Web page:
Today, Irish voters have overwhelmingly backed an amendment to their constitution to legalize gay marriage, leaders from both sides of the referendum say. The expected win makes Ireland, a country with a conservative Catholic constitution, the first country to legalize same-sex marriage by popular vote.
"We’re the first country in the world to enshrine marriage equality in our constitution and do so by popular mandate," said Leo Varadkar, Ireland's openly gay Minister of Health, via the Associated Press. "That makes us a beacon, a light to the rest of the world, of liberty and equality. So it’s a very proud day to be Irish."
“People from the LGBT (lesbian, gay, bisexual and transgender) community in Ireland are a minority. But with our parents, our families, or friends and co-workers and colleagues, we’re a majority,” said Varadkar.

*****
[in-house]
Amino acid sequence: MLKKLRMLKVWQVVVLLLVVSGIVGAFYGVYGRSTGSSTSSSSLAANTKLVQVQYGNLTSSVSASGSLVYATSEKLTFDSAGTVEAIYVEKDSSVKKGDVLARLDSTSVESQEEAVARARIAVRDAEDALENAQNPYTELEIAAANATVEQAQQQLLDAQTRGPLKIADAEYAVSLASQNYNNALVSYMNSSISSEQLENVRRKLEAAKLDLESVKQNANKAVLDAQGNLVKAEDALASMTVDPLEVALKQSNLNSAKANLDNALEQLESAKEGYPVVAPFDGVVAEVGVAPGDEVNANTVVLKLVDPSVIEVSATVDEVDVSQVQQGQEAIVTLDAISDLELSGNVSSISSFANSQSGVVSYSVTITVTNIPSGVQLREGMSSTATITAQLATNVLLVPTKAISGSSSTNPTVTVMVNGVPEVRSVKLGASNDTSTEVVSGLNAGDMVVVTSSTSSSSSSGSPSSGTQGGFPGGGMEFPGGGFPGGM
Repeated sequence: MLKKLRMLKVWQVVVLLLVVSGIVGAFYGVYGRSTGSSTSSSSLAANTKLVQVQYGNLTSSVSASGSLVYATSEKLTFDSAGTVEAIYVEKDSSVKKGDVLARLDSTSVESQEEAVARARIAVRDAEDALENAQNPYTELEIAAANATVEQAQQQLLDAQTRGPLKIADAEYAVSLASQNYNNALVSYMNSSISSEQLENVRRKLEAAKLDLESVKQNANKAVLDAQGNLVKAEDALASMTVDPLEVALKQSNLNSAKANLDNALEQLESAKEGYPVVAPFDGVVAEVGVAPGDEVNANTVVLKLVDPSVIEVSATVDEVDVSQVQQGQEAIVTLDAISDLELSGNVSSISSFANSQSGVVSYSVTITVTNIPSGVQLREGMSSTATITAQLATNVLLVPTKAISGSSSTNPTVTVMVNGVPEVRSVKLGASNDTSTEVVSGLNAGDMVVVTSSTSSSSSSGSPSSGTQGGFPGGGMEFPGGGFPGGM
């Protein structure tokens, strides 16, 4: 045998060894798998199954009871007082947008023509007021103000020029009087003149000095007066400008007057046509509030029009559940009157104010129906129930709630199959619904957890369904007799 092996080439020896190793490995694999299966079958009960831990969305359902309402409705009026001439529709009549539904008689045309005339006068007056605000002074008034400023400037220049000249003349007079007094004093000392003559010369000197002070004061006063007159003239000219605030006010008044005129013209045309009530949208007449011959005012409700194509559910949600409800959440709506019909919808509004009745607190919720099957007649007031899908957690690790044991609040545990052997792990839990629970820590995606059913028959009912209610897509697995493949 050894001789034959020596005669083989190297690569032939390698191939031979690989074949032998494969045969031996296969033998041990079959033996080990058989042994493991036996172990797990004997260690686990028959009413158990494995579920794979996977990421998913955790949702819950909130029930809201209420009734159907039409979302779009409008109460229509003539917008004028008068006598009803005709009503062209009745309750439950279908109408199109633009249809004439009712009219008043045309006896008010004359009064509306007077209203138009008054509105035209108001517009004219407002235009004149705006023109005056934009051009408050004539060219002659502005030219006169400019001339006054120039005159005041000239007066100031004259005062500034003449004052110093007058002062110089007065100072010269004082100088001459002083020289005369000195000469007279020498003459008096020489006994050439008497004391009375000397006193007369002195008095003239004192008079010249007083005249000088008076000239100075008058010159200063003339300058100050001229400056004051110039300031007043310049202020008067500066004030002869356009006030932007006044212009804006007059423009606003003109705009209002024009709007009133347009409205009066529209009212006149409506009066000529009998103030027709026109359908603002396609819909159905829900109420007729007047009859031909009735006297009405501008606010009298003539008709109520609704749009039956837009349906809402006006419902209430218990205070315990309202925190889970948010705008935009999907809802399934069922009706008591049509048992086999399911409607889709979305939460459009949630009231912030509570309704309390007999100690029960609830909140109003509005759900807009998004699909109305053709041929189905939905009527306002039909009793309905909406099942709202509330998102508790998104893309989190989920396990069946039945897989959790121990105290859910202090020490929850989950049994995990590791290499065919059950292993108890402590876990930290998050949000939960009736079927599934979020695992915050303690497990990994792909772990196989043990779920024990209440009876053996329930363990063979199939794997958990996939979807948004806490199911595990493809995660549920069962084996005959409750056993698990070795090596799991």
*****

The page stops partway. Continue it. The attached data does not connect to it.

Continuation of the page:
The votes are still being tallied, but Varadkar, who watched the votes being tabulated at the County Dublin ballot center, said that around 70% of voters in Dublin cast a ballot in favor of the amendment. According to Varadkar, so far, no district has reported that a majority of voters voted "no." The official results will be announced later today.
[via the Associated Press]
UPDATE, May 23, 1:35 p.m. ET: The New York Times has reported that 34 of 43 districts have counted their ballots, and the vote is almost two to one in favor of legalizing gay marriage. Only one district had a majority vote against the referendum, and the Times says it appears "statistically impossible" for the remaining ballots to overthrow the votes in favor.
The Times also reports that the voter turnout was huge: over 60% of those eligible to vote showed up to cast ballots. It's a pretty incredible milestone for a predominantly Catholic country that only decriminalized homosexuality in 1993.